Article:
Mr. Thomas Perez, Secretary of Labor
United States Government
Dear Mr. Perez:
The Huffington Post reports that, in expressing support for a 39 percent hike in the minimum wage, you proclaimed “Here’s the bottom line: No one who works a full time job should have to live in poverty” (“Obama’s $10.10 Minimum Wage Would Fundamentally Change America,” Nov. 8).
You speak as if prices (here, the price of labor) can be dictated by government without unintended ill-consequences.
Assuming that your theory of wage and price determination is correct, why not, instead of commanding all employers to raise by 39 percent the wages paid to their low-skilled employees, command all firms to reduce by 39 percent the prices charged for the products they sell to consumers? By increasing by 39 percent the purchasing power of the current minimum wage of $7.25, this across-the board price-reduction policy would – like a higher minimum wage – achieve your goal of raising all low-skilled full-time workers out of poverty. At the same time, though, it would raise the living standards also of middle-class Americans (who, we’re told, have stagnated economically for the past three decades).
Think of the enormous benefits that government would create for all Americans by ordering supermarkets to cut their prices by 39 percent – so that, for example, the per-pound price of apples would fall from $2.50 to $1.53, the price of a gallon of milk from $3.00 to $1.83, and the price of a dozen eggs from $1.79 to $1.09. Americans will also cheer government-mandated 39 percent cuts in the prices of everything else – from clothing, housing, gasoline, medicines, and automobiles to music downloads, tall lattes, holiday decorations, mani-pedis, and tattooing services.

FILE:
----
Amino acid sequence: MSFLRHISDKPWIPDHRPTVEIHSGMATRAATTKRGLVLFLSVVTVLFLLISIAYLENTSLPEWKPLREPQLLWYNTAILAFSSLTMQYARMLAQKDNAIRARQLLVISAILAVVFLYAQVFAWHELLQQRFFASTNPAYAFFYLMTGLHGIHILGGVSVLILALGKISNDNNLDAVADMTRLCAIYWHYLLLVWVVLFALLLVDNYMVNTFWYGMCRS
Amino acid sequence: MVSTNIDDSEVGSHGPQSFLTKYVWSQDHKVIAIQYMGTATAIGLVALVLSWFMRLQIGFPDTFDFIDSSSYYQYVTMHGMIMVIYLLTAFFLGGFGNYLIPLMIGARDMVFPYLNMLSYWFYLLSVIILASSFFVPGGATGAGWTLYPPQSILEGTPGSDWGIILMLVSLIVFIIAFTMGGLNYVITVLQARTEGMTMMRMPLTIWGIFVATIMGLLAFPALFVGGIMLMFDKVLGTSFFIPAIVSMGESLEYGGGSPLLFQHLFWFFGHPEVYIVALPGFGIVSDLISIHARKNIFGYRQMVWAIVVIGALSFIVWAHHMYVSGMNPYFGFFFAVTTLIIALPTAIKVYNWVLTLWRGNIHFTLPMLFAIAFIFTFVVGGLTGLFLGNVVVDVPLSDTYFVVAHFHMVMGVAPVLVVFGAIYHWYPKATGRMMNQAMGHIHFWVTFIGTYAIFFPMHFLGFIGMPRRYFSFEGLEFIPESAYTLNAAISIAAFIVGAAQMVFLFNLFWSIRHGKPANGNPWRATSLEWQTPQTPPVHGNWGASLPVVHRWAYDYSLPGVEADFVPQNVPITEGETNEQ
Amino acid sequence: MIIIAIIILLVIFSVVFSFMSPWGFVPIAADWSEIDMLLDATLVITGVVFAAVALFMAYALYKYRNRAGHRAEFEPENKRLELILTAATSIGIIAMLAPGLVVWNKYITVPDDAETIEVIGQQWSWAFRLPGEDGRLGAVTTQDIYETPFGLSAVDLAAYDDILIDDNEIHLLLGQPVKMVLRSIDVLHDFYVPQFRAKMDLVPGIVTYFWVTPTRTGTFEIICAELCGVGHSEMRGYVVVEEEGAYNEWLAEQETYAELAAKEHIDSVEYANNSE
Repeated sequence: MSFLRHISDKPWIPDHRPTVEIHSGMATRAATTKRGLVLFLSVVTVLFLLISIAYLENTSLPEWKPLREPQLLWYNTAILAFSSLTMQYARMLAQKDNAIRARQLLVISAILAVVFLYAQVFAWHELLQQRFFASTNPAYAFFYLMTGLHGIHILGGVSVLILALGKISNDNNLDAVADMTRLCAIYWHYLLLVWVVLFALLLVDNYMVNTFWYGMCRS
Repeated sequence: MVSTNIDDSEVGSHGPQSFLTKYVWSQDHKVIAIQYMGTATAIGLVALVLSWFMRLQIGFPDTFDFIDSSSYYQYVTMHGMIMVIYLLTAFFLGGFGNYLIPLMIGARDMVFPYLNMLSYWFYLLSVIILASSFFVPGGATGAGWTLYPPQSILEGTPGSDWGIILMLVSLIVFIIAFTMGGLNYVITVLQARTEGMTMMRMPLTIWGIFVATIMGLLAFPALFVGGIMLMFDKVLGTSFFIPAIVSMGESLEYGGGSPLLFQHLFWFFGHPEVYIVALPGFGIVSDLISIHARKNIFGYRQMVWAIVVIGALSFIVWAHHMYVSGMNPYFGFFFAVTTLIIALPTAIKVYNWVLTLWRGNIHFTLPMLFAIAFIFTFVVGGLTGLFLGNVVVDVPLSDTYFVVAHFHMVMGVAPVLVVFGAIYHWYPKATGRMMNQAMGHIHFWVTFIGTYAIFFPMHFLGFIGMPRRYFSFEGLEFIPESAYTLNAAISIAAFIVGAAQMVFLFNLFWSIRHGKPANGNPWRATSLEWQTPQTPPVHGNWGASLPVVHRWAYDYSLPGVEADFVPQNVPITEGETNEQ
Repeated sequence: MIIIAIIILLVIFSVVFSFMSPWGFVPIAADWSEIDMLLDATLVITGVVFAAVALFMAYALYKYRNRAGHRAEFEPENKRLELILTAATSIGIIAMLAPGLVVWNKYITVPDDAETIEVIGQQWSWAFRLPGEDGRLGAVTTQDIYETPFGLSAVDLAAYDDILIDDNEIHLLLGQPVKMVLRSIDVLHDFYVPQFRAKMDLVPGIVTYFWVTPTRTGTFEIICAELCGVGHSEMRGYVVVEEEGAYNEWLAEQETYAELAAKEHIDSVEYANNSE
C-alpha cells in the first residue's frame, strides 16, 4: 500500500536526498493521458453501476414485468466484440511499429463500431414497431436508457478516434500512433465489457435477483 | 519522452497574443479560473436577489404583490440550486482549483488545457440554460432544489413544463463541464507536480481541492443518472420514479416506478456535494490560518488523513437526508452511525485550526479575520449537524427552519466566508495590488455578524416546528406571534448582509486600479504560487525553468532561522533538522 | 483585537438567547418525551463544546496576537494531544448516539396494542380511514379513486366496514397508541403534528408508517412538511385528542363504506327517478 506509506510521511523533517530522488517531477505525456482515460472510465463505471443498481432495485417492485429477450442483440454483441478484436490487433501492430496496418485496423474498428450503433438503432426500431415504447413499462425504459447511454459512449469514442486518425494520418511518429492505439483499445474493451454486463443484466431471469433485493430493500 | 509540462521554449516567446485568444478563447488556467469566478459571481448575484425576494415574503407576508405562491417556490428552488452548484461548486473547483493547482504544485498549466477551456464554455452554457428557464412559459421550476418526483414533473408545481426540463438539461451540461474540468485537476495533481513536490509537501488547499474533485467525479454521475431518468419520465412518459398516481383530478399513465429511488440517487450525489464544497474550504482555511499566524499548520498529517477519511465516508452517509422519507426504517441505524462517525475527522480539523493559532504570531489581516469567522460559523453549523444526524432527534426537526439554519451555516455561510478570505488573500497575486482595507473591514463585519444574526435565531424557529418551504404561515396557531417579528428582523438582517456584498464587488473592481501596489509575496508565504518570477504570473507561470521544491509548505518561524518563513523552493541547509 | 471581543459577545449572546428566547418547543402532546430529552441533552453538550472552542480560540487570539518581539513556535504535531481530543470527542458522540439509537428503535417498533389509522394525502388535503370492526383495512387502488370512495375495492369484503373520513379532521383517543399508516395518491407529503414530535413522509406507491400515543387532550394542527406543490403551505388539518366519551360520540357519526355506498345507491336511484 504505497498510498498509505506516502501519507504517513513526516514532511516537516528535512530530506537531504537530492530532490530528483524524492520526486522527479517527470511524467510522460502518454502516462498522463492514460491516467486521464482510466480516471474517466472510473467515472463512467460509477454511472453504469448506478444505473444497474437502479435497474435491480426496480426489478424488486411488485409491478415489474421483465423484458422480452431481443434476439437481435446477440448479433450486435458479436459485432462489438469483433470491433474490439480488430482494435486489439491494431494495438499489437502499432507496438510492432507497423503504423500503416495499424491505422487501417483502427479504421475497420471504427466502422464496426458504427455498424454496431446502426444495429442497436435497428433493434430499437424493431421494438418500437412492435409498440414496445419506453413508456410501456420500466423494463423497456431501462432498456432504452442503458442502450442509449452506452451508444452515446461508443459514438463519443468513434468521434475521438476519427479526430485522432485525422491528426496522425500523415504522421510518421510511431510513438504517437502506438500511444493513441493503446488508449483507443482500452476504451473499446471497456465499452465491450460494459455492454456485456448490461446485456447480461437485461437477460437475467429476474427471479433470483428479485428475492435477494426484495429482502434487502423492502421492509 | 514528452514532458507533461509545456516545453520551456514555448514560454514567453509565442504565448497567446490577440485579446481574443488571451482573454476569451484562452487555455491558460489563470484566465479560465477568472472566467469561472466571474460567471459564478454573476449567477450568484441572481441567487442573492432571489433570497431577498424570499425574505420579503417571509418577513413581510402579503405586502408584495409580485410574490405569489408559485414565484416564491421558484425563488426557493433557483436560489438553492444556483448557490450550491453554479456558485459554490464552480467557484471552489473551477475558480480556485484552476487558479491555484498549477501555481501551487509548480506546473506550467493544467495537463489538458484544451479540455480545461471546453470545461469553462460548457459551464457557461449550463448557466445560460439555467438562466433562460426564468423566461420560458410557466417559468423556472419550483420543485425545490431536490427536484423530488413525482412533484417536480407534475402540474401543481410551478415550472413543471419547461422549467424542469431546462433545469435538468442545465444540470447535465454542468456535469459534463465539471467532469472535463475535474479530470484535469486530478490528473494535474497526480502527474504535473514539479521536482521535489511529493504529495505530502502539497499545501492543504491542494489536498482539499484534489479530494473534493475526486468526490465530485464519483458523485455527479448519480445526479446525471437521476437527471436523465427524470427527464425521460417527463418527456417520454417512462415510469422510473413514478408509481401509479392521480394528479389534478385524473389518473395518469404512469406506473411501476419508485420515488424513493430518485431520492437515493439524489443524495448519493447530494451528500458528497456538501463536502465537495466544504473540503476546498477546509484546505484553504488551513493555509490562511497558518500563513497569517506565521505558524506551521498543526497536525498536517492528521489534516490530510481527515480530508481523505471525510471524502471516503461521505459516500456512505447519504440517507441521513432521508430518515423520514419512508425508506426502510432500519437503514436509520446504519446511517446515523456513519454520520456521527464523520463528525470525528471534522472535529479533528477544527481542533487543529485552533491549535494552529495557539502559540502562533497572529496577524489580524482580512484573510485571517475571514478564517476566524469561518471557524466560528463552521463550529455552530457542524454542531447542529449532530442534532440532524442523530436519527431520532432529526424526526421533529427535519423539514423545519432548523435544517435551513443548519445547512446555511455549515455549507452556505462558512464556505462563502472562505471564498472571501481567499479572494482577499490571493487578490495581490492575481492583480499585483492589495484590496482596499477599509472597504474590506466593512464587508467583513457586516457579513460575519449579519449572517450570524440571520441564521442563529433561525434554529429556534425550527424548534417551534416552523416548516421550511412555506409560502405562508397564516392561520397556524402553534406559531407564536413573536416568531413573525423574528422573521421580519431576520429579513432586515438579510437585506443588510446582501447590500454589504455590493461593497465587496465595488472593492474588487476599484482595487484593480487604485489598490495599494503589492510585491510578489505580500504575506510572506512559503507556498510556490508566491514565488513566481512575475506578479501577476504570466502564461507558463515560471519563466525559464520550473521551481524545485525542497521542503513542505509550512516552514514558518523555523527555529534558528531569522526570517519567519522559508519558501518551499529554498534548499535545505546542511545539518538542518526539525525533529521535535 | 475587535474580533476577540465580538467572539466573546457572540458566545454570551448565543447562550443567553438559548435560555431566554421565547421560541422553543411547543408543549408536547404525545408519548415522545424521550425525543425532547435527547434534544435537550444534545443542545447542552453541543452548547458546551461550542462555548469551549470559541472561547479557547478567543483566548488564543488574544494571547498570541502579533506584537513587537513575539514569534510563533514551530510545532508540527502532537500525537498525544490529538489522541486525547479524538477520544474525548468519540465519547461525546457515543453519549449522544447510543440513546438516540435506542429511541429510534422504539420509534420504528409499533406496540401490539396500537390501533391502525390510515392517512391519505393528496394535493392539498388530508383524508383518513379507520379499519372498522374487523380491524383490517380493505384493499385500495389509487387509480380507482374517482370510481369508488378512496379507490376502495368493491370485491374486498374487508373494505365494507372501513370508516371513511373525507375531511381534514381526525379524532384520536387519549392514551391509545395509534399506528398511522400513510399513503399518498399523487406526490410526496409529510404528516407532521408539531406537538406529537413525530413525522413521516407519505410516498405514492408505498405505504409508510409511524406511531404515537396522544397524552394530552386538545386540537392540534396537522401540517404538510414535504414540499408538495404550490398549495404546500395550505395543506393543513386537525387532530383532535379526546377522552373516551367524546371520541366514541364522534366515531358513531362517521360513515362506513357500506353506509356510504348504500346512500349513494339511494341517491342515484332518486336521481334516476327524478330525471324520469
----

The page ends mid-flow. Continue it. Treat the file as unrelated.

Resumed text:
If government can indeed make people wealthier merely by commanding prices to change, your proposal to raise the minimum wage is unethically too modest. Government’s god-like power over prices should be exerted much more ambitiously.
Donald J. Boudreaux
Professor of Economics
Martha and Nelson Getchell Chair for the Study of Free Market
Capitalism at the Mercatus Center
George Mason University
Fairfax, VA 22030
Cafe patrons will note that conditions of Perfect Competition prevail in no real-world output markets. Theory tells us, therefore, that the monopolistically competitive conditions that do prevail in most of these markets mean that output prices can be forced down by dictate with the result being, not reductions in the amounts bought and sold, but increases in the amounts bought and sold.
(I thank Michael Creswell for the pointer to the HuffPo piece.)